A new report suggests a "workforce crisis" is affecting mental health care in Massachusetts, resulting in longer waits for outpatient treatment and fewer people getting care.
The Association for Behavioral Healthcare report released Tuesday said the average wait time in the state for an initial mental health assessment by a licensed clinician is longer than two months. It found that more licensed clinicians are leaving positions than are being hired.
The report's findings were based on surveys of 37 agencies that represent 124 outpatient clinic sites across Massachusetts. The clinic sites served almost 93,000 people in the 12 months before the surveys were conducted last October and November.
Nearly all the clinics reported increased wait times with almost 14,000 people on wait lists. The average wait for an assessment or therapy for children and youth was three weeks longer than waits for adults, according to the report. The clinics also reported serving 11% fewer people in 2021 than before the coronavirus pandemic began, despite COVID increasing demand for mental health services.
"Access to outpatient mental health services continues to diminish," the report said. "Without substantial new investment by private- and public-sectors and the implementation of bold strategies, access will further plummet and cause a system-halting workforce shortage for outpatient and acute mental health services."
The factor largely behind the long waits, according to the survey, was a diminishing workforce. The report found that for every 10 master's degree-level mental health clinicians hired, 13 similarly qualified clinicians left their positions in 2021. Nearly half of the outpatient clinics reported it took at least nine months to fill an independently licensed clinician position. The ABH members reported that each clinician served at least 40 people, and many left their jobs because of salaries.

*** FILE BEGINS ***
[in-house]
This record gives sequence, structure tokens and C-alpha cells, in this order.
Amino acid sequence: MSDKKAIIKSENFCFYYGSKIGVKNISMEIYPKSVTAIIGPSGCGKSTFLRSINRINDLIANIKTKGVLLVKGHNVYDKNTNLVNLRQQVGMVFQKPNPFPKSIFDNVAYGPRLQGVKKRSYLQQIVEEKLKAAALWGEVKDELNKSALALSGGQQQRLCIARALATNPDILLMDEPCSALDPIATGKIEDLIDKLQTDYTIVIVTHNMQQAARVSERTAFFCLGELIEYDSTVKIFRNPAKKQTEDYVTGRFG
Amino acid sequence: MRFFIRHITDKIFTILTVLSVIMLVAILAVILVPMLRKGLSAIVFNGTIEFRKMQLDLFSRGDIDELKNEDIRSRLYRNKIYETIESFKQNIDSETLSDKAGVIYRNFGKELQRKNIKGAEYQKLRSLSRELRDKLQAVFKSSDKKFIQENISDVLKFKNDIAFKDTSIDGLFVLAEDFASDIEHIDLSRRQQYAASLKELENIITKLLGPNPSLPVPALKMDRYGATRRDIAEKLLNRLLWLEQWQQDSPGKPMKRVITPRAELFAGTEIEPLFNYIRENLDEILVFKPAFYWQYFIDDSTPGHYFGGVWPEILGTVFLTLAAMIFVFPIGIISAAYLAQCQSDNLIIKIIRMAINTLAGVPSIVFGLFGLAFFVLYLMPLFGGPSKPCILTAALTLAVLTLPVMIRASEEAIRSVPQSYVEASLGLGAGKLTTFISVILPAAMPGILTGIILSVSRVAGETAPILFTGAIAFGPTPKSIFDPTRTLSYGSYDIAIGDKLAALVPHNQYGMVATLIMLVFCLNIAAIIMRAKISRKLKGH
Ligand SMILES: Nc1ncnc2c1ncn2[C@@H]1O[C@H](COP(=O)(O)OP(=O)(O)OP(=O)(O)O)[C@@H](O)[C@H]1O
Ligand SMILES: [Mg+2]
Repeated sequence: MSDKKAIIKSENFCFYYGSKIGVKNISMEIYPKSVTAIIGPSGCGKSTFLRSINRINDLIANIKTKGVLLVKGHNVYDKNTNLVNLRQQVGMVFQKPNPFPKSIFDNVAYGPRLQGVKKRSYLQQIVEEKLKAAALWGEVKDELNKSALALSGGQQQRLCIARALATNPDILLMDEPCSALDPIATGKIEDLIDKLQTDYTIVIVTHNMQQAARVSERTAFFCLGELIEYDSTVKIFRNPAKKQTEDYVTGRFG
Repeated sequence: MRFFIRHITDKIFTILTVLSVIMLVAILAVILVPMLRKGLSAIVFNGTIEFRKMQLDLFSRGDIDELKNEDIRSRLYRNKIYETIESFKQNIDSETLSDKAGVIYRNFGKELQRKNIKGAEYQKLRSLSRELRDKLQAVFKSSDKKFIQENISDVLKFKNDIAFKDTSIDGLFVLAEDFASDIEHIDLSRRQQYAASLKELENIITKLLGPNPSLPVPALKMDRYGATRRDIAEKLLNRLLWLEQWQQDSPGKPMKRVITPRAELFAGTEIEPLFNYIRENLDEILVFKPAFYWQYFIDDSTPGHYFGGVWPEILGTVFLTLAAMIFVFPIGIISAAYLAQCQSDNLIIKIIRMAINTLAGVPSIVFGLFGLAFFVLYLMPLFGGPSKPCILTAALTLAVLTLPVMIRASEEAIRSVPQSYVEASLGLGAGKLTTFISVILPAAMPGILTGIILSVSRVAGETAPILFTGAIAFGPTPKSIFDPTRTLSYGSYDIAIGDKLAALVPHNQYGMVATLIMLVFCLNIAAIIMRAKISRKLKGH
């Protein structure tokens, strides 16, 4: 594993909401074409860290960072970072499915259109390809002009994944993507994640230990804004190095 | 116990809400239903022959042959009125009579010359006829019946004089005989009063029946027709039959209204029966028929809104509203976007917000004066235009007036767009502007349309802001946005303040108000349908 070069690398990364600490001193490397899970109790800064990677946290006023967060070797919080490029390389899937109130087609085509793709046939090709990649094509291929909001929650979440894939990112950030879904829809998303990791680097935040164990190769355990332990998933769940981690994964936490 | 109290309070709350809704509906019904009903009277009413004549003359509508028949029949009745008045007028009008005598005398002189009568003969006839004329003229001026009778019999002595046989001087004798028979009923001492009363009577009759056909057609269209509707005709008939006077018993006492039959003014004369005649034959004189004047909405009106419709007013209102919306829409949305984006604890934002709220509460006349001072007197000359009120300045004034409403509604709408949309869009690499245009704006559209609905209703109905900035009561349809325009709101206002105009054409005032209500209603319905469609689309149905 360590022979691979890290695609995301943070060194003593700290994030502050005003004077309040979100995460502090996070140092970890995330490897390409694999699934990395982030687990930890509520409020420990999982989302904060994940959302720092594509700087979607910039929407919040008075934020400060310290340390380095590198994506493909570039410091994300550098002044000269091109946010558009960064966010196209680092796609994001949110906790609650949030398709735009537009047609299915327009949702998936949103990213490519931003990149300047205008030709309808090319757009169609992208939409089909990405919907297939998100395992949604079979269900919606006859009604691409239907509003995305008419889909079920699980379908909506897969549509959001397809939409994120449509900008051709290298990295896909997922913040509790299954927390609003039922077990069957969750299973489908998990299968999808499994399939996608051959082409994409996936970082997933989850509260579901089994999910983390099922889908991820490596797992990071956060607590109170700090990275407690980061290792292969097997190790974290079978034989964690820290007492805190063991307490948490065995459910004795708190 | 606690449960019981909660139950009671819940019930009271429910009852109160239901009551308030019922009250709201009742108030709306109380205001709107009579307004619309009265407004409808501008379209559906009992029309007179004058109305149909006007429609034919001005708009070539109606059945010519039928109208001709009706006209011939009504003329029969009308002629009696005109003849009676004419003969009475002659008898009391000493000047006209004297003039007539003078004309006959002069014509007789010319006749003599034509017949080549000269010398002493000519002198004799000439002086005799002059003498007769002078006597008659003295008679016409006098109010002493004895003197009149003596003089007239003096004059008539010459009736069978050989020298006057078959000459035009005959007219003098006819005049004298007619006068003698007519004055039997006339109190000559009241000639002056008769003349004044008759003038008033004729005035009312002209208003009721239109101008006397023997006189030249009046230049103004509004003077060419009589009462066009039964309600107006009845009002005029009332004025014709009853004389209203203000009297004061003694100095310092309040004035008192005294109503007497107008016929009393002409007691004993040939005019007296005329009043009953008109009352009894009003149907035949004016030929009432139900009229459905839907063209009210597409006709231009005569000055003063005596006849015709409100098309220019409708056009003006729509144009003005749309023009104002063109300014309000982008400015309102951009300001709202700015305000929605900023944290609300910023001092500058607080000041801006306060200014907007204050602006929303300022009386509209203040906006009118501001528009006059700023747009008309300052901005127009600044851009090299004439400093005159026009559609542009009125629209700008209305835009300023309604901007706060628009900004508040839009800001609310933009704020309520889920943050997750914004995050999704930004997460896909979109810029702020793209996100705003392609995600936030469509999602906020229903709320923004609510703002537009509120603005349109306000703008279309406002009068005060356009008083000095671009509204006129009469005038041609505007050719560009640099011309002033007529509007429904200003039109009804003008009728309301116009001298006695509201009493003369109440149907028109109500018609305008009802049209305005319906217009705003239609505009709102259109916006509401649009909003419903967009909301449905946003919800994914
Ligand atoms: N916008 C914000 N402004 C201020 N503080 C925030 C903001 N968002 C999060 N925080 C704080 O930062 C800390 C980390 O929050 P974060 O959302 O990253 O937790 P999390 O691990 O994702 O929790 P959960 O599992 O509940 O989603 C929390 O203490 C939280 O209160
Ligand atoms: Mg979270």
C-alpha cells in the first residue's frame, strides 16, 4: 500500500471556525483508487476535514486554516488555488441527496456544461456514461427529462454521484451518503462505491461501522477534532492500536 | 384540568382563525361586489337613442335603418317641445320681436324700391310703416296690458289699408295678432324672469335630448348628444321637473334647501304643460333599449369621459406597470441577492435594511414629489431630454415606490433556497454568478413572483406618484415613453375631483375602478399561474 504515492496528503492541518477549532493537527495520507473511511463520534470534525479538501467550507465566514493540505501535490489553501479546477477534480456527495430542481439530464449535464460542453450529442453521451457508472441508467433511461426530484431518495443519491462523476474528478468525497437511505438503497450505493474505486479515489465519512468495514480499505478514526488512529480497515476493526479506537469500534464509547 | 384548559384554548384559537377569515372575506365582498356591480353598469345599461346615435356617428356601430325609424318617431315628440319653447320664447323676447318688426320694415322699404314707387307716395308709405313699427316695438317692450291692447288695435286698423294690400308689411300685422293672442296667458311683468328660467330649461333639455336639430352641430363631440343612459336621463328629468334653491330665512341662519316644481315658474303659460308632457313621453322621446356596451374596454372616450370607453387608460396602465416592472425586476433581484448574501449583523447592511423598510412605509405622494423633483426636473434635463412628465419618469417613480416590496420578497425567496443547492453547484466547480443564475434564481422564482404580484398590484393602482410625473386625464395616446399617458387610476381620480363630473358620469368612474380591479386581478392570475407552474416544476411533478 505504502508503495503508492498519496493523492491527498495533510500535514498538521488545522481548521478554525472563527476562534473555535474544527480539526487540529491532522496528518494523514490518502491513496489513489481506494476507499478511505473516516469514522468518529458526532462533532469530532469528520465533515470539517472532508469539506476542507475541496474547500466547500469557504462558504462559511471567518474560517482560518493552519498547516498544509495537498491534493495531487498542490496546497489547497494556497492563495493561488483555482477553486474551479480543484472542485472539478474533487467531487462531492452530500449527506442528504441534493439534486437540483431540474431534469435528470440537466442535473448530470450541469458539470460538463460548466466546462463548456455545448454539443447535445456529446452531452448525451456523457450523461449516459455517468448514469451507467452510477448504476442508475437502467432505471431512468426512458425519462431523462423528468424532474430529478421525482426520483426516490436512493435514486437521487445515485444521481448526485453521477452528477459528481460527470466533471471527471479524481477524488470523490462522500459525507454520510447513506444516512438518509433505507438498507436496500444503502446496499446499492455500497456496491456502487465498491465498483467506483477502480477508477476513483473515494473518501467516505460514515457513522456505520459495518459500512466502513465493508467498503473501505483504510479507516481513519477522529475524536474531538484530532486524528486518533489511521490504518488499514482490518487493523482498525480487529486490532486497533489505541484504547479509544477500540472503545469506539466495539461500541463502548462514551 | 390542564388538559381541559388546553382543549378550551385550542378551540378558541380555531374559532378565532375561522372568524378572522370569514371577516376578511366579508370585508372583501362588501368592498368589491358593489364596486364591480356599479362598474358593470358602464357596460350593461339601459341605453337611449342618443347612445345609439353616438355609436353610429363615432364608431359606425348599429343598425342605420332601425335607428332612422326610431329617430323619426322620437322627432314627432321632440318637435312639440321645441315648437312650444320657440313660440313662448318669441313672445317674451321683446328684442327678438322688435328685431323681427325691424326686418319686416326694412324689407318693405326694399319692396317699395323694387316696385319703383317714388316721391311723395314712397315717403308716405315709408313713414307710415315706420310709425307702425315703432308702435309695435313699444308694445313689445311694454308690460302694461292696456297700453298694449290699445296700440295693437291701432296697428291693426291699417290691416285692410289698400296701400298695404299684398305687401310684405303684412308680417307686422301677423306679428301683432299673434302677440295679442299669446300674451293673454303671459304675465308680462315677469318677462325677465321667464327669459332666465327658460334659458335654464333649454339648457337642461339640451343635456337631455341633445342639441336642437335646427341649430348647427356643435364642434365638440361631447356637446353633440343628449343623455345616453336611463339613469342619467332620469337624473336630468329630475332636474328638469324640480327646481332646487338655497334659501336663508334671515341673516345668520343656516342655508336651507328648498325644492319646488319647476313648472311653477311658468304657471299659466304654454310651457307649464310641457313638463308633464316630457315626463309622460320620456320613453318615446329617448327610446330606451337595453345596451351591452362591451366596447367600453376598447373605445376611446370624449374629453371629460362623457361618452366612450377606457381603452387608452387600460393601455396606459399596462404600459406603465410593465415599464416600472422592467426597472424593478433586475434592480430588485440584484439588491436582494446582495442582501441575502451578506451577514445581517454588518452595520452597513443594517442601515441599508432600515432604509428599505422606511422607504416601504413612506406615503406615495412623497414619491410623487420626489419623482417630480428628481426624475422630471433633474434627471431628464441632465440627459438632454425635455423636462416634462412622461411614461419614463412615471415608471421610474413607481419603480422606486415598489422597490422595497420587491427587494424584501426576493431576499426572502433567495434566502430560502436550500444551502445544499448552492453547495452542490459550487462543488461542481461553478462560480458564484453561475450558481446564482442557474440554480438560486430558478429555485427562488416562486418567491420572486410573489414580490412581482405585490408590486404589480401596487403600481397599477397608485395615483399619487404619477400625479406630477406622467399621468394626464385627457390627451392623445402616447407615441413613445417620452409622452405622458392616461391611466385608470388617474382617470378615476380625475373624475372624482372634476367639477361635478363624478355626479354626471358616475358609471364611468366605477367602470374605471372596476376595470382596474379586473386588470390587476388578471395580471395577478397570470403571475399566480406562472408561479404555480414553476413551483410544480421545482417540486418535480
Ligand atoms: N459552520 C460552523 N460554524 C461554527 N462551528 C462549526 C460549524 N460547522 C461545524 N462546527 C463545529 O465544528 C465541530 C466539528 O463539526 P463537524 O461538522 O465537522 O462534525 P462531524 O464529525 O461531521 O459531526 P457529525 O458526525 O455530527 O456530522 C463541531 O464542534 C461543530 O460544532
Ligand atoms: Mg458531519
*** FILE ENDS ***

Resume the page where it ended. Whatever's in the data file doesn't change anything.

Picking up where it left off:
"We are concerned that what the data is showing us is that maybe a generation of people has just done the calculus and decided that they don't want to come into this field," said Lydia Conley, president and CEO of the Association for Behavioral Healthcare. "That's what was so concerning about the study is — is this a harbinger of a really significant impact on the delivery system right now?"
Conley said many clinicians are leaving clinics to work in acute hospital settings, where salaries are often higher. The state also increased the number of acute hospital psychiatric beds in response to a dramatic uptick in mental health patients boarding in hospital emergency rooms. But Conley said this contributed to the worker shortage by creating "a potential revolving door" for workers to go to more acute settings, leaving outpatient clinics with fewer resources and staff.
"This pressure that is caused by ED boarding is driving the creation of new beds, and beds are absolutely needed, but what it is doing is it's redirecting this diminishing workforce to those settings," Conley said. "So if we don't do something to really rethink outpatient services and invest in outpatient services, we're never going to address the root cause of boarding."
Conley said the state has made efforts to improve mental health care, pointing to new legislation and Gov. Charlie Baker's "Roadmap for Behavioral Health Reform," which called for the creation of community and urgent care centers for mental health. The ABH report said the state's efforts provide "strong frameworks upon which to build."
The report made several recommendations, including rebalancing health expenditures toward behavioral health and primary care and increasing reimbursement rates and student loan repayment programs for some clinicians.
Additionally, the report asked for greater transparency from commercial insurers on reimbursement rates to clinicians and for them to help provide a more complete assessment of the state's mental health workforce.